Some journalists and pundits who write about Israel seem to be afflicted with what I call Born Yesterday Syndrome, in which they pretend that Palestinian Arab terrorism is a response to some recent Israeli policy. The most common example is when they claim that Arab terrorism is a response to Israel’s presence in the territories it won in the 1967 Six Day War – as if there had not been any Arab war against Israel prior to 1967.
Now we’re seeing signs of Born Yesterday Syndrome in the allegations that the latest Palestinian Arab terrorist attacks are the fault of the recently-elected Israeli government.
The Reconstructionist Rabbinical Association this week declared that the latest “outbursts of violence” by Arab terrorists “are largely the result of the Israeli government’s [policies] and the rhetoric of some members of the governing coalition that can only be seen as spurring it on.”
J Street likewise says that “the far-Right Israeli government’s latest major moves toward annexation and deepening occupation” are to blame for “relentlessly feed[ing] the cycle of worsening conflict and injustice.” (In reality, the government has not “annexed” anything, nor has it altered the “occupation” of the territory that the Oslo accords put under Israel’s control – but never mind those inconvenient facts.)
Along the same lines, a recent dispatch by the Reuters news agency claimed that “Tensions have risen further since Prime Minister Benjamin Netanyahu returned to power in December with religious nationalists in key cabinet posts...”
Break the Wave preceded Netanyahu
What these pundits and reporters are glossing over is the fact that the Israeli policy of sending security forces to arrest terrorists in Palestinian Authority cities did not begin under the recently elected Netanyahu government. In fact, the policy, known as Operation Break the Wave, was the brainchild of the Left-of-Center governing coalition that preceded Netanyahu.
The “wave” it was meant to break was a massive wave of Palestinian Arab terrorism that struck Israel in March 2022.
On March 6, a Palestinian Arab terrorist threw a firebomb at Israelis in Abu Dis. On March 7, Arab terrorists stabbed and wounded two Israelis in Jerusalem. On March 15, a terrorist shot at Israeli soldiers attempting to make an arrest in Balata. That same day, an Arab mob attacked Israelis arresting a terrorist in Kalandiya.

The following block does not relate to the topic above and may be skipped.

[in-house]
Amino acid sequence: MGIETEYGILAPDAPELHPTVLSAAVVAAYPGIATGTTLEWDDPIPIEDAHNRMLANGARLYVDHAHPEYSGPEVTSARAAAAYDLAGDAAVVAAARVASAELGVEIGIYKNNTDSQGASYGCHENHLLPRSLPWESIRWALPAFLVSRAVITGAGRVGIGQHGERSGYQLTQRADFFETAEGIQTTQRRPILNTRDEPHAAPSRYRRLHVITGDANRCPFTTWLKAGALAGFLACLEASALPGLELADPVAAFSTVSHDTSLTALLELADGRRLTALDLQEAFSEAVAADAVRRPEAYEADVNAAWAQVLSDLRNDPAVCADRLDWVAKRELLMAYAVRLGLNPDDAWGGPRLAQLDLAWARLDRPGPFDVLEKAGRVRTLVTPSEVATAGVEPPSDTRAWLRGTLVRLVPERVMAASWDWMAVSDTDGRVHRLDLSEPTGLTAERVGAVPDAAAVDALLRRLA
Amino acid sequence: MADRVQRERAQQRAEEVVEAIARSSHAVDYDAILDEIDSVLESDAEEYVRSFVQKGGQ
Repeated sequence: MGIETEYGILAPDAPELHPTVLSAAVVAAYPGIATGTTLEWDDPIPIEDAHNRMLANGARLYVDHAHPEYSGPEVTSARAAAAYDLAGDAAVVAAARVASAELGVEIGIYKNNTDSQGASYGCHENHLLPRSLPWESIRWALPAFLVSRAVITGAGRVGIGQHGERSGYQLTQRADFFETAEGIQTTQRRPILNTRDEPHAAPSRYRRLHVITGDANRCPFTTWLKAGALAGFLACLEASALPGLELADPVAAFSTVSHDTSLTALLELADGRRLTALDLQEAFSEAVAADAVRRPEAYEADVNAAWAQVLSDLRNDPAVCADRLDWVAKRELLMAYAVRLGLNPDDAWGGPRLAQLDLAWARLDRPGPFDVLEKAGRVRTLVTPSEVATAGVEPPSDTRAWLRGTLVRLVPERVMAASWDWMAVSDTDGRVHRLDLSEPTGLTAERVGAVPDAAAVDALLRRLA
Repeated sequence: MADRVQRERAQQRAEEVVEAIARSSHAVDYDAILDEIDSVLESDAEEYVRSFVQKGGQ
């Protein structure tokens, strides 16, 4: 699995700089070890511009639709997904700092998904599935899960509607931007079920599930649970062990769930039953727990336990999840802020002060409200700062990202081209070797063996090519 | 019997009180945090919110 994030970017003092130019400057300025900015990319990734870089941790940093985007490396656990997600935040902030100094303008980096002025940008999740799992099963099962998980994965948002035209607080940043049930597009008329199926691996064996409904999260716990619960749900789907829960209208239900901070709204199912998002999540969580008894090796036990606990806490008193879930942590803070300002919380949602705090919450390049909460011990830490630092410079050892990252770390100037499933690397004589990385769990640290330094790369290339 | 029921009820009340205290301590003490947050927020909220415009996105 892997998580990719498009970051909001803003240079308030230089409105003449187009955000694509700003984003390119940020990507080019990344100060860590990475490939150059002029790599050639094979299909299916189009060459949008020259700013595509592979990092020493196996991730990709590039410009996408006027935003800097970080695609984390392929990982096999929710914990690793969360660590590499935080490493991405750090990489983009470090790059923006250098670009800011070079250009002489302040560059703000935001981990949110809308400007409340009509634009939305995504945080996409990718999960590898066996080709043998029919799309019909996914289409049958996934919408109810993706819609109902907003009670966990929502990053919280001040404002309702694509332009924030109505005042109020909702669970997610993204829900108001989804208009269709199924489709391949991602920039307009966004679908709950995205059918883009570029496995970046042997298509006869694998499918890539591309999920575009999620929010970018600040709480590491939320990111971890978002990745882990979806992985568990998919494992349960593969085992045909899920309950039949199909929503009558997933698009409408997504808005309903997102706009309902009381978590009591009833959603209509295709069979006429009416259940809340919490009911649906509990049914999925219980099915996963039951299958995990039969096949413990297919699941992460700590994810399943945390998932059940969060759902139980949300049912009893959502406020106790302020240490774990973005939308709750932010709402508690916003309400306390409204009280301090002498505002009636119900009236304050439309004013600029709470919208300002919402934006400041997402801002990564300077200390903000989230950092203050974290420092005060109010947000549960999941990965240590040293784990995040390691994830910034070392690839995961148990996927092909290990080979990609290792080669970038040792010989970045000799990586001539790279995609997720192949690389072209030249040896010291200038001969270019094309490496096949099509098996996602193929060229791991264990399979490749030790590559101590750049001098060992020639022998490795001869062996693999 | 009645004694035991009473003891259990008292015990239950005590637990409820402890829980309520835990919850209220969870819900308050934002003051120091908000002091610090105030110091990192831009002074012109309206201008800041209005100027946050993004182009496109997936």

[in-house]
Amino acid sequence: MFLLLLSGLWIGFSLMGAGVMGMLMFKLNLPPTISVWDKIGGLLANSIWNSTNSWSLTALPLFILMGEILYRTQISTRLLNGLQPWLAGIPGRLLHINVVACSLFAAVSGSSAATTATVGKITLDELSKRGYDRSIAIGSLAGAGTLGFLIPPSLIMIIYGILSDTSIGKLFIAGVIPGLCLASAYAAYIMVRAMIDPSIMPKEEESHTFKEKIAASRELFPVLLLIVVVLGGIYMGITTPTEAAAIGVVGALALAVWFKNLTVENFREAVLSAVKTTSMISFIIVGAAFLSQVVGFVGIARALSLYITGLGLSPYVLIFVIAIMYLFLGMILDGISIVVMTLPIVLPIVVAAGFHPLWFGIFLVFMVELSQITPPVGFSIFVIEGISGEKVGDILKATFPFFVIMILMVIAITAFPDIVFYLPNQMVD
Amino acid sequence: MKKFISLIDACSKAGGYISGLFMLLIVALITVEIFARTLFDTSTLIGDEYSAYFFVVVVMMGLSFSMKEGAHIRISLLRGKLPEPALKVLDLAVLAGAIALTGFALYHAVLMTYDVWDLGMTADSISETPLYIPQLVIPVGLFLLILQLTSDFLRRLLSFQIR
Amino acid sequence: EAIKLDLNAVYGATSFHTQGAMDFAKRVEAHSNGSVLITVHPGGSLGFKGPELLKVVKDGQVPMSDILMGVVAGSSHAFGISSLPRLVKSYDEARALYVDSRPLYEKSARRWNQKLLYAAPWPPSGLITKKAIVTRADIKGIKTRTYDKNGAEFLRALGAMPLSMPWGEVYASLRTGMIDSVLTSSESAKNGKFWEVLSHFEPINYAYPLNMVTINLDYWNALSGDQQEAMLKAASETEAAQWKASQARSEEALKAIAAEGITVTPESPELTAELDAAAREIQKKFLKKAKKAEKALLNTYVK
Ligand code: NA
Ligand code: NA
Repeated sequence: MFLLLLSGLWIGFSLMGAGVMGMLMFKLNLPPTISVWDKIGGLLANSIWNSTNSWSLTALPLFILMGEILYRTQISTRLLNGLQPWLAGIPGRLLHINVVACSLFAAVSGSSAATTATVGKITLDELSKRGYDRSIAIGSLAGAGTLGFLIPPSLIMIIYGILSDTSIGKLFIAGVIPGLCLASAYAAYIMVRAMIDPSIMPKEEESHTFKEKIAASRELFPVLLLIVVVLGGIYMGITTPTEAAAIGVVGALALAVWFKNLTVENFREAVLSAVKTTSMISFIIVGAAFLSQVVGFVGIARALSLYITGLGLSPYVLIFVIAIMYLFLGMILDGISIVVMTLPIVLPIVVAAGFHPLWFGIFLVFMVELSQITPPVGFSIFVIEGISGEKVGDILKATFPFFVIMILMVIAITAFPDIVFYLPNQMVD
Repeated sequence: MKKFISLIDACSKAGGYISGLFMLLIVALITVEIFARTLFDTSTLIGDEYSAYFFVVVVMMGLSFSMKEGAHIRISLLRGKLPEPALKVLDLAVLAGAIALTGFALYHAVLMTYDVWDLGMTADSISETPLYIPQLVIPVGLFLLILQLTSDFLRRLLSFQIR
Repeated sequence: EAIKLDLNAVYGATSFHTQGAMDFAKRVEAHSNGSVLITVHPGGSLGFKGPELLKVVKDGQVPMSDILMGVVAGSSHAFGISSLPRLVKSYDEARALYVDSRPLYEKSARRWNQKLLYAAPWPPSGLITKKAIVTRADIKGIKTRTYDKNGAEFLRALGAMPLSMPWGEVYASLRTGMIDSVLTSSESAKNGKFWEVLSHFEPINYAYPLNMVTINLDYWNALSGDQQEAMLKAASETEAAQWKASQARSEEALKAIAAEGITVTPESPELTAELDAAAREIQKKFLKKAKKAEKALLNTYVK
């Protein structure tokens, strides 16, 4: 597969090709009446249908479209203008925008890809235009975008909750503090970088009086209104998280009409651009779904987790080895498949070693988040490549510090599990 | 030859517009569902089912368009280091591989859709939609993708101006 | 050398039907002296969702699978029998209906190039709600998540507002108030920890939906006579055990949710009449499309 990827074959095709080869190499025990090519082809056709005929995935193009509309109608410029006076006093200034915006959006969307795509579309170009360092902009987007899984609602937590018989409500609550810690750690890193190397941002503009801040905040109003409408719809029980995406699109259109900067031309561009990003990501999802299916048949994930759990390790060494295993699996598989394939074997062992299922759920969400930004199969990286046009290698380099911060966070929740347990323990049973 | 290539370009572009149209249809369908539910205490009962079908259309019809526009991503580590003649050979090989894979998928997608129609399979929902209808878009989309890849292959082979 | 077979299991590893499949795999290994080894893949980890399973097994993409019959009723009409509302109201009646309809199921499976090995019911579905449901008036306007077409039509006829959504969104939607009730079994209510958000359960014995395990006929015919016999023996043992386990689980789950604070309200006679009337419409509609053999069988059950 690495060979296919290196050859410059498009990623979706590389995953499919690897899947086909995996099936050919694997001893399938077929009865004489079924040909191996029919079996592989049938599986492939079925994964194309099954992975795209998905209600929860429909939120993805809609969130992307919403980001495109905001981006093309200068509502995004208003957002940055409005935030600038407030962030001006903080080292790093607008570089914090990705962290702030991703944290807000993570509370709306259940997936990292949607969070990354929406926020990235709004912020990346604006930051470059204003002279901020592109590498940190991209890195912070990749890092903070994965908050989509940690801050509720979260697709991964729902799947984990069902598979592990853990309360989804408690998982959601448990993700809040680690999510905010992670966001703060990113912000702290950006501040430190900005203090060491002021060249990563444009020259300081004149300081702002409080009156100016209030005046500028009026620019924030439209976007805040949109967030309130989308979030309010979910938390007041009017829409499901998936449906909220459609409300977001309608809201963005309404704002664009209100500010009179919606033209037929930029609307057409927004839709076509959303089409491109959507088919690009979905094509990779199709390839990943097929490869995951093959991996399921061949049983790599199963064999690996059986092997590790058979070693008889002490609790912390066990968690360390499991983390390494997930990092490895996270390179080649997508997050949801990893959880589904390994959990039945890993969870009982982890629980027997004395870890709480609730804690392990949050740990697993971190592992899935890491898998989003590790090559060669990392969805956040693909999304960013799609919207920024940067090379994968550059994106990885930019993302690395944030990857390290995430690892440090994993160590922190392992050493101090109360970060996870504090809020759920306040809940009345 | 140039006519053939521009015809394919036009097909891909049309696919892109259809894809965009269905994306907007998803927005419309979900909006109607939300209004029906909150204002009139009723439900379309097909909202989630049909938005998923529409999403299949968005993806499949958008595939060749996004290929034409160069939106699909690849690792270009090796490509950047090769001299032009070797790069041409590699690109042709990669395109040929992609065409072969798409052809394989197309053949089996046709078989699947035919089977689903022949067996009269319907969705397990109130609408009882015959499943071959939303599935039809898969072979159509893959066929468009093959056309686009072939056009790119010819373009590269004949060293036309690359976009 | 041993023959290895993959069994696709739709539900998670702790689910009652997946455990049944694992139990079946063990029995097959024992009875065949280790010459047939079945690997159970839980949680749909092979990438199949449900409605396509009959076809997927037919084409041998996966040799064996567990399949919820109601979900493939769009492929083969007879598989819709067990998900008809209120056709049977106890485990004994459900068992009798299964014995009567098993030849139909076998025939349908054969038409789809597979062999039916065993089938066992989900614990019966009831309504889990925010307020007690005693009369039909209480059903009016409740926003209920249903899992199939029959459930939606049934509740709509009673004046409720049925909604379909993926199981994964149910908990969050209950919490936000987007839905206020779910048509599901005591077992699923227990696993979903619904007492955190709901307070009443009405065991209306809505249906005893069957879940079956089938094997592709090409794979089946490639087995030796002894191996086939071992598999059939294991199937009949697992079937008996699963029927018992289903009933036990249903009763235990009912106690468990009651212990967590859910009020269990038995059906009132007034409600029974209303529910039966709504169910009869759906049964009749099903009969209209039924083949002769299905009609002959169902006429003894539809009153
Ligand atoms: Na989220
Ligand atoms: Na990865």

On March 22, a Palestinian Arab terrorist in Beersheba stabbed three Jews to death and murdered a fourth with his car. On March 27, Arab terrorists murdered two Israelis in Hadera. On March 29, a terrorist massacred five Israelis in Bnei Brak. Two days later, Palestinian Arabs shot and wounded an Israeli in Jenin, stabbed and seriously wounded an Israeli near Elazar, and tried to stone Israelis to death in Tarkumiya.
Eleven Israelis were murdered, and three wounded, in just nine days. At that time, the largest faction in the Israeli government was Yair Lapid’s left-leaning Yesh Atid party. Other coalition partners included the left-wing Labor party, the far-left Meretz party and the Arab nationalist Ra’am party.
THEY ALL supported former prime minister Naftali Bennett’s announcement of “Operation Break the Wave.” They all supported the policy of pursuing terrorists into PA-controlled cities. And their American supporters, such as J Street and the Reconstructionists, refrained from accusing that Israeli government of “escalating tensions.”
Bennett resigned not long afterwards. Lapid became prime minister. He continued Operation Break the Wave throughout the entire five months that he was in office. His successor, Benjamin Netanyahu, has opted to continue the Bennett-Lapid policy.
Netanyahu continued the Bennett-Lapid policy
And for good reason: there is a national consensus in Israel that the security forces should pursue and apprehend terrorists. Just like there is a national consensus in America that the police should pursue and apprehend criminals. Israel’s counter-terror strategy is not some “right-wing” policy; it was initiated by the Israeli Left and backed by the Israeli Left’s American Jewish cheerleaders.
Of course, the Palestinian Arab war against Israel didn’t begin in March 2022. Nor did it begin in June 1967. It began with the first organized Arab violence against Jews in the Land of Israel in modern times, the four-day pogrom in and around Jerusalem in April 1920.
There were no “illegal settlements” then. No “occupied territories.” No “right-wing Israeli government.” None of the so-called provocations that are allegedly to blame for Arab terrorism.
No, Palestinian Arab terrorism wasn’t born yesterday. It’s not a response to Netanyahu or settlers. It’s a response to the desire of Jews to live in their ancient homeland, and the existence of a Jewish state, of any size, regardless of any particular government or policy.
The writer is an attorney and the father of Alisa Flatow, who was murdered in an Iranian-sponsored Palestinian terrorist attack in 1995. He is author of A Father’s Story: My Fight for Justice Against Iranian Terror, and is an oleh chadash (new immigrant).